”Healing does not mean going back to the way things were before, but rather allowing what is now to move us closer to God.”
– Ram Dass
This recipe was sent to us by one of our readers in Indonesia. There’s a small beautiful story behind this recipe:
My sister was the most pickiest eater in the world. We always thought she was fussy till she came home on spring break and we were told by her school that they feared M was suffering from EDNOS. We had to put her in therapy and the nightmare started nearly everything we ate she rejected and what she ate nobody liked (how can you expect a family to eat oatmeal and apple for breakfast , lunch an dinner?) Alhamdulilah, it took us months but we did find a way around this, she was put on feeding tube and later gradually all foods were re-introduced to her. This is one dish, I remember very clearly she went for seconds. We made peace that we will never see a clean plate from her. It was a shock to see a clean plate and to see her go for seconds. This was the breaking point, from this she made a progress and incorporated nearly everything we eat as a family into her diet. This dish especially during quarantine time was one of the staples of our dinner table. We hope you’ll enjoy this as much as we all enjoy it. It’s indeed a complete meal with meat vegetables and yes fresh home made noodles. Bon Appetite!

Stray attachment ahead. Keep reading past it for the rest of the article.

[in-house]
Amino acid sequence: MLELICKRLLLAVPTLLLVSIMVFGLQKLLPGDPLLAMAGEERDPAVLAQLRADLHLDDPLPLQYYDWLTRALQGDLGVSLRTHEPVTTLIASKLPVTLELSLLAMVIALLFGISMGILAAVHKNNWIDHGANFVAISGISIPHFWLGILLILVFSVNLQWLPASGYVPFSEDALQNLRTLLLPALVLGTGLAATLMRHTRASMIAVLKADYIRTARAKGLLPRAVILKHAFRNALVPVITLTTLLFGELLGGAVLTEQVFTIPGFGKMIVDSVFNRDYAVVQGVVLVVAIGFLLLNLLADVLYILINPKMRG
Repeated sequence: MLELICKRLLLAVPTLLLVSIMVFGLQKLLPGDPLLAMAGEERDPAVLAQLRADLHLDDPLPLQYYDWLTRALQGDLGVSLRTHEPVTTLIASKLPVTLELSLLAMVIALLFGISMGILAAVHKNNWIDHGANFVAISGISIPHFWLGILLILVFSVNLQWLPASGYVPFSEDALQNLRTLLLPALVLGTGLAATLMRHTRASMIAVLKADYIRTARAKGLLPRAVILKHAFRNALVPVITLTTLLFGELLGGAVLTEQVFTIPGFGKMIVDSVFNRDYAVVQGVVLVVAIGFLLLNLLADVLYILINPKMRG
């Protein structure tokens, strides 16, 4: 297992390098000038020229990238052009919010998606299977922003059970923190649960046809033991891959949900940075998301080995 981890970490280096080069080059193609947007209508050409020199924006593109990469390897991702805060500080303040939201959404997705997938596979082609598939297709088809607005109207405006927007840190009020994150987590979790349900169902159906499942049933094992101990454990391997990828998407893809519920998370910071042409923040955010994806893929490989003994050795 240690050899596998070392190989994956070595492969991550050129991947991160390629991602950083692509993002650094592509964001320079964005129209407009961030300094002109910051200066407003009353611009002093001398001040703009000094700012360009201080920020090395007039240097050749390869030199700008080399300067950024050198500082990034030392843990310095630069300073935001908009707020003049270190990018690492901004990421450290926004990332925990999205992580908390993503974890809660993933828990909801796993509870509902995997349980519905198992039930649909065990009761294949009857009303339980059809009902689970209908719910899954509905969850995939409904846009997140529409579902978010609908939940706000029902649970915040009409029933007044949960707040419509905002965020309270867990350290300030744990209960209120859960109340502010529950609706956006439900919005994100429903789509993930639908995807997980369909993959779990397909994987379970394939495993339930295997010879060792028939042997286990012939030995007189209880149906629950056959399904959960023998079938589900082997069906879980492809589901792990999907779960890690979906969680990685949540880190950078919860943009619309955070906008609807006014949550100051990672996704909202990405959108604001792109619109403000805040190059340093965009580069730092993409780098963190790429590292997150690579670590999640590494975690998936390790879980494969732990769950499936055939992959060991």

This hearty stew has been a mainstay of Central Asian cookery for centuries; it is the most commonly eaten dish of the Uighur people. The name evolved from the Chinese words liang mian, “cold dough” (more familiar to many North Americans as lo mein). Lagman can be made with prepared noodles, but is more satisfying and authentic when they’re freshly rolled and cut.
1-½ tsp. salt
½ cup water
4 cups thinly sliced onions
2 lbs. meat (lamb or beef)
4 cups cubed potatoes
2 cups thinly sliced carrots
4 cups sliced tomatoes
¼ cup minced garlic
2 cups red bell peppers, seeded and thinly sliced
6 cups thinly sliced cabbage
1 tbsp. salt
2 tsp. pepper
16 cups (1 gallon) water
To make the dough, stir together the flour and salt, then make a well in the center. Whisk together the water and eggs, then pour this into the center of the flour. Stir the dough until a thick mass is formed, then turn out onto a smooth surface and knead for about 10 minutes until the dough becomes smooth and pliable. Divide the dough into two pieces, then cover one of the pieces while you work with the other.
Bring a large pot of lightly salted water to a boil. Roll out the dough to ¼” thickness, then cut into thin strips. Boil the noodles for two minutes, then transfer them from the water to a colander. Rinse the noodles with cold water and allow them to drain while you prepare the soup.
In a large soup pot, melt the butter over medium heat, then sauté the onions for ten minutes, until they turn light gold. Add the meat and fry until it gives off its juices. Add the potatoes, carrots, tomatoes, garlic and red bell peppers; mix well and fry, stirring frequently, until the vegetables are half-cooked. Stir in the cabbage, salt and pepper, then cover with cold water. Bring to a boil, reduce the heat and simmer, uncovered, until the vegetables are cooked through.
Bring another pot of water to a boil and add the noodles, leaving them in the water only long enough to heat them through. Drain the noodles, spoon a layer into each serving plate, and pour the stew on top of them; if you wish, you may add a second layer each of noodles and stew. Serve hot.
from Serving the Guest: A Sufi Cookbook
Copyright © 1999, 2000 by Kathleen Seidel